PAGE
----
Disraeli Gears gained its strength and clarity without eating up studio time—the album was recorded in five days, May 11 through 15, with release following in November. The LP easily surpassed its predecessor in sales and critical success, peaking at #5 on the British charts and splitting its U.S. rankings, reaching #4 in Billboard, #6 in Record World and #1 in Cash Box. The May ’67, launch of the Jimi Hendrix Experience may have overshadowed Fresh Cream, but Disraeli Gears nearly erased the gap in chart impact. (The Hendrix set would enjoy a longer run, as well as victory on a second front with its R&B chart run on Billboard.)

Felix Pappalardi and Tom Dowd would be on board for 1968’s Wheels On Fire and ’69’s final Goodbye, with Dowd to continue a long and fruitful relationship with Clapton throughout his solo career. Pappalardi would find success with his own power trio, Mountain, fronted by Leslie West, but was forced to retire because of partial deafness, possibly as a result of Mountain’s high-decibel stage shows. He would die in 1983 after being shot by his wife, Gail Collins Pappalardi, who would be convicted of criminally negligent homicide.

Watch Cream perform “Sunshine of Your Love” live in 1968

  • Sign up for the Best Classic Bands Newsletter




Sam Sutherland

Sam Sutherland has worked both sides of the music biz street as music industry journalist at Billboard and Record World (as well as freelancing for Phonograph Record, Musician Magazine, High Fidelity and Rolling Stone), and in the label trenches with Elektra/Asylum, Windham Hill Productions and Discovery Records. In the ‘90s, he was beamed up to the digital rapture via software and early online projects for Microsoft and Amazon’s original music and video storefronts. He’s since produced entertainment content for Windows Media and, most recently, MSN Music.Nevertheless, he still prefers vinyl to digital.A New York ex-pat, Sutherland lives near Seattle.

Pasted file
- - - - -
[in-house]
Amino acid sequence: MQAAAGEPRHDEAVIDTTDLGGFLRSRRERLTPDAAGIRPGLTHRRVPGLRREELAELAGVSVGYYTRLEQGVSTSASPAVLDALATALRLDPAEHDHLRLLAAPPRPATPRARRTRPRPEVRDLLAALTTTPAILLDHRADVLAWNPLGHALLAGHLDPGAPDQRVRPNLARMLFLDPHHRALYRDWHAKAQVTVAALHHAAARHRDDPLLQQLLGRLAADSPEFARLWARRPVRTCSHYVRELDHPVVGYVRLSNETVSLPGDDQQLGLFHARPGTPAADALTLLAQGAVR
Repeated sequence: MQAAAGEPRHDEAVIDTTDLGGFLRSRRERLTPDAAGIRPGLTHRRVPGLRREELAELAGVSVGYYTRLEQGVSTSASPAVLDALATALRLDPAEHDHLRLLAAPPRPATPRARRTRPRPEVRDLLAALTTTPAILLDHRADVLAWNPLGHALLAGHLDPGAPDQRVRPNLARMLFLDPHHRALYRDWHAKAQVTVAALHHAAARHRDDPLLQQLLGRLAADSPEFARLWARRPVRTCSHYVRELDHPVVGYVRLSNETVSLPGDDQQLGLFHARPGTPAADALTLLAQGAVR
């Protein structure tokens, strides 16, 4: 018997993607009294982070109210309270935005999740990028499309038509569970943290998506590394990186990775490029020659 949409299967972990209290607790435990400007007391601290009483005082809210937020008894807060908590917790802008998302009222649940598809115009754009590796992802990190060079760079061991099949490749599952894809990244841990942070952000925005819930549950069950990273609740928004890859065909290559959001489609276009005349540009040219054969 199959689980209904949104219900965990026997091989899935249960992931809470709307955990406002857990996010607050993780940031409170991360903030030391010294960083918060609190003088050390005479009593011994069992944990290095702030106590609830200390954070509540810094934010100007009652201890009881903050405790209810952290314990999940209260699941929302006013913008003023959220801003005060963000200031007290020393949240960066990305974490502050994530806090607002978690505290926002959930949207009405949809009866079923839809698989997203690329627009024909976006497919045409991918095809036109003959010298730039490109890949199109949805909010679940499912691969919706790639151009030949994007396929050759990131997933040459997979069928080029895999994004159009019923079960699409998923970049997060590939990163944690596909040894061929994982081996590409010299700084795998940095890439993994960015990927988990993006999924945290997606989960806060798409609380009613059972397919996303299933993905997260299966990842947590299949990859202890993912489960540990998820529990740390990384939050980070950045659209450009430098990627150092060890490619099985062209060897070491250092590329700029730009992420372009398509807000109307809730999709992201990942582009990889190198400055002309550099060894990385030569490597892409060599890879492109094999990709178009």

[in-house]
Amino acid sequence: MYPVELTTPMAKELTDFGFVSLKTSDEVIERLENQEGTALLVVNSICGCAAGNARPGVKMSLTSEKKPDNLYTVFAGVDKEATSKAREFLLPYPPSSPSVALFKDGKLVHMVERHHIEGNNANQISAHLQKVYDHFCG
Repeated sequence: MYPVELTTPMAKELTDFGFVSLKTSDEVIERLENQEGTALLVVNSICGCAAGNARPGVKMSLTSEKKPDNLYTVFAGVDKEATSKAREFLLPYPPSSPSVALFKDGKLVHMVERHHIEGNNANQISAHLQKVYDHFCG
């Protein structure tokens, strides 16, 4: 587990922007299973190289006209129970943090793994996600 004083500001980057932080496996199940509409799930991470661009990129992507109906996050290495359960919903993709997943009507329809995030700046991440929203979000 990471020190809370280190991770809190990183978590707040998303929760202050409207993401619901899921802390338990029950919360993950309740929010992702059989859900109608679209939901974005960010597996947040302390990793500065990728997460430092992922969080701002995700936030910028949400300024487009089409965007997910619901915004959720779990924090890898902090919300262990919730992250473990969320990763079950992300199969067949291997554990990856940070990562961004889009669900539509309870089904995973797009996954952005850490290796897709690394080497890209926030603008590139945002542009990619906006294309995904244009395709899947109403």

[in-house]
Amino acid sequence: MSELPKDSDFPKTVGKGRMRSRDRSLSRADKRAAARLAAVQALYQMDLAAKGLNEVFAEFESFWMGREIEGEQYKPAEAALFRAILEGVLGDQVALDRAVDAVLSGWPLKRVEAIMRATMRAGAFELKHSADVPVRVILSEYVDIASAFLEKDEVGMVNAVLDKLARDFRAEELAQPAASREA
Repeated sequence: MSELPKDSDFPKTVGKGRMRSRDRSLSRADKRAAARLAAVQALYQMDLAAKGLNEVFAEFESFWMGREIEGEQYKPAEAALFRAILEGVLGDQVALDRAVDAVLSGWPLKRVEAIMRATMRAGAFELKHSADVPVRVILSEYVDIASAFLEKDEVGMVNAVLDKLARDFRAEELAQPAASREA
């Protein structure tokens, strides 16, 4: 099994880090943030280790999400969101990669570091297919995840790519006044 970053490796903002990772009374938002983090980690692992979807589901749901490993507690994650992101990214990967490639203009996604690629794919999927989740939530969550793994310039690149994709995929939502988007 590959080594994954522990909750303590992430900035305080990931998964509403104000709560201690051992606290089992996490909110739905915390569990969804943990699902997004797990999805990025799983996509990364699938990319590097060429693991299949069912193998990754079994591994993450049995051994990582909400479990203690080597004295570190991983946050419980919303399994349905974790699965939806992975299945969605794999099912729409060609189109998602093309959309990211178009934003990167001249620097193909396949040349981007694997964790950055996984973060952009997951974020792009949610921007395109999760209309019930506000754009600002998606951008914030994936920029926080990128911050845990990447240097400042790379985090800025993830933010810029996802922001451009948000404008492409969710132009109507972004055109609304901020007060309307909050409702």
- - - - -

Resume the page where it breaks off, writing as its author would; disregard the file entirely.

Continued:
Sam Sutherland
Share This:

4 Comments so far

Jump into a conversation
  1. litsi
    #1 litsi 26 June, 2019, 07:55

    Once I first heard this album I couldn’t get enough of it… it became a touchstone in my journey as a rock and roll fan. Sunshine of Your Love may be my all time favorite track. This is a great article thank you!

    Reply this comment
  2. Phil T. Listener
    #2 Phil T. Listener 26 June, 2019, 08:12

    FYI. “Ulysses” was the first collaboration between guitarist Eric Clapton and artist Martin Sharp. Clapton composed the music, inspired by the Lovin’ Spoonful’s 1966 hit “Summer in the City”. “I just started chatting to Eric”, said Sharp, who lived in the same building. “I told him I had written a poem. He, in turn, told me he’d written some music. So I gave him my poem. Two weeks later, he turned up with it on the B-side of a 45 record.”

    https://en.wikipedia.org/wiki/Tales_of_Brave_Ulysses

    Reply this comment
  3. Blue Lew
    #3 Blue Lew 26 June, 2019, 10:18

    A couple corrections that are necessary:
    First:
    SWALBR is NOT “She Was Like A Bearded Rainbow” but “She WALKS Like A Bearded Rainbow”

    Second: Tales Of Brave Ulysses was NOT written by Bruce/Brown but it WAS written by Clapton and Martin Sharp (Disraeli Gears’ cover artist)

    Reply this comment

Your data will be safe!Your e-mail address will not be published. Also other data will not be shared with third person.

This site uses Akismet to reduce spam. Learn how your comment data is processed.